"Stay Wise" f/ K9, Ricko Capito
"The lyrics to this song was originally written to a B Clever beat—while I was in Portishead—but the audio quality of the sample was bad so I needed another beat. While recording with Smasher, he played the 'Stay Wise' beat and I thought it would work perfectly with the originally written lyrics. I brought Rico in for the hook, and the rest is history."
"This is a sound-byte that I found, which conveyed how I felt... It spoke for me."
"Angels" f/ Maverick Sabre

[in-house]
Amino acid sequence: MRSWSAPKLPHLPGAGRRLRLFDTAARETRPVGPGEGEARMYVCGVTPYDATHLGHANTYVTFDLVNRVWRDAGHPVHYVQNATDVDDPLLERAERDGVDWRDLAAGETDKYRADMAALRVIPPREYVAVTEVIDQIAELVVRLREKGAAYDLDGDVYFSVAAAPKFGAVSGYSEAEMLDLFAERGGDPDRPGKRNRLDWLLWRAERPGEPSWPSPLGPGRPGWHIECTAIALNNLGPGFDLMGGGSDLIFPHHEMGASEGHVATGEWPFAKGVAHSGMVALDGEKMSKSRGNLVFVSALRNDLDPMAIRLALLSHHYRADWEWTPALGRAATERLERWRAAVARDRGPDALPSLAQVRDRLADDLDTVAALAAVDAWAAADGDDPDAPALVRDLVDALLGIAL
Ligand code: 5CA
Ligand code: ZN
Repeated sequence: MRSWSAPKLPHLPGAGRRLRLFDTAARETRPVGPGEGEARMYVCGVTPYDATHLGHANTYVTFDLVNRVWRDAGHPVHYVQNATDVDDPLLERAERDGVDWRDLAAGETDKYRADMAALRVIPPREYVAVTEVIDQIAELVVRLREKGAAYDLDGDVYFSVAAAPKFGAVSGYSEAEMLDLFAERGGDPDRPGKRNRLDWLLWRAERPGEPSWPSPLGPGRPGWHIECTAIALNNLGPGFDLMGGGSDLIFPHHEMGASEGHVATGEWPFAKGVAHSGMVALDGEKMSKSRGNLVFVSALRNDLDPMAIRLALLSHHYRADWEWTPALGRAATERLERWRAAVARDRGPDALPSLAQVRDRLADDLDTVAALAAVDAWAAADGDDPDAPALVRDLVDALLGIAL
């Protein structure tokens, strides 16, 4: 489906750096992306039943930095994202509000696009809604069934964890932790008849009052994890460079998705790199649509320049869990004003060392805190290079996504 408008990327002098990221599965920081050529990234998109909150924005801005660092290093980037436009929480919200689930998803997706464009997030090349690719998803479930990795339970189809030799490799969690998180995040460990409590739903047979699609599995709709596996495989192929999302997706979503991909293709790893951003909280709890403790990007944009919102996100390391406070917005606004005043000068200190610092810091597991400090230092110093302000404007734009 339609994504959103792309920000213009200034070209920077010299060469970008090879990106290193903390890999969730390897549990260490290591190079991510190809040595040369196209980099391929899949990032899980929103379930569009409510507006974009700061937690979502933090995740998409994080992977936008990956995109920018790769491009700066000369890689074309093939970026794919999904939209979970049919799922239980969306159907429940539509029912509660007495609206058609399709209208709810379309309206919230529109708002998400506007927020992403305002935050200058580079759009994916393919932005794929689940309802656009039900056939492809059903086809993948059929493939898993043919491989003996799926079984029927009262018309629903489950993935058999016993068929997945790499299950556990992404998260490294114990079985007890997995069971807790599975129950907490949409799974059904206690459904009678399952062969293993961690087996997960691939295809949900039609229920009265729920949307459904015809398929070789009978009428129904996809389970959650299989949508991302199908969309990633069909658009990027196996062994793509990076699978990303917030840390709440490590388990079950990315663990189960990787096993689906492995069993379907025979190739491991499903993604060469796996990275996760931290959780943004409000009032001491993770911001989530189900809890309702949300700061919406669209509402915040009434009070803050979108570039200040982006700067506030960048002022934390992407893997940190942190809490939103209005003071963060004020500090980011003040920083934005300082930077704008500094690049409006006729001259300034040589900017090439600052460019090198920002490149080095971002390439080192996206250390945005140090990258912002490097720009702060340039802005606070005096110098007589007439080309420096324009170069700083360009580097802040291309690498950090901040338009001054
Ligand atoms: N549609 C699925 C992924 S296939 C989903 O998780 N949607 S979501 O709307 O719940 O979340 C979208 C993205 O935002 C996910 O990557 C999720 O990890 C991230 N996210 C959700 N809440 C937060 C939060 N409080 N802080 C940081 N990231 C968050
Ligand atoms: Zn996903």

"New Machine and Maverick Sabre approached me prior to the IONA project and expressed to me how I had inspired them. They wanted to do a collaborative project, a whole EP, and so they sent me a number of tracks and I fell in love with 'Angels'. But for years, I just couldn't write to it. The beat included the hook and I didn't believe in the concept of 'Angels'. Then I had an experience that changed my whole perspective on that and I was inspired to write to it. After the song was recorded, I spoke to a friend who explained that their friend had passed from a brain tumor and that he was a big Klashnekoff fan—his name was Frankie. She screenshotted me his last message to her a week before he died, and it was a song from Focus Mode called 'No Escape'. She sent me a poem she had written for him and I asked her if it would be okay for me to use it. She said that he would have been honored."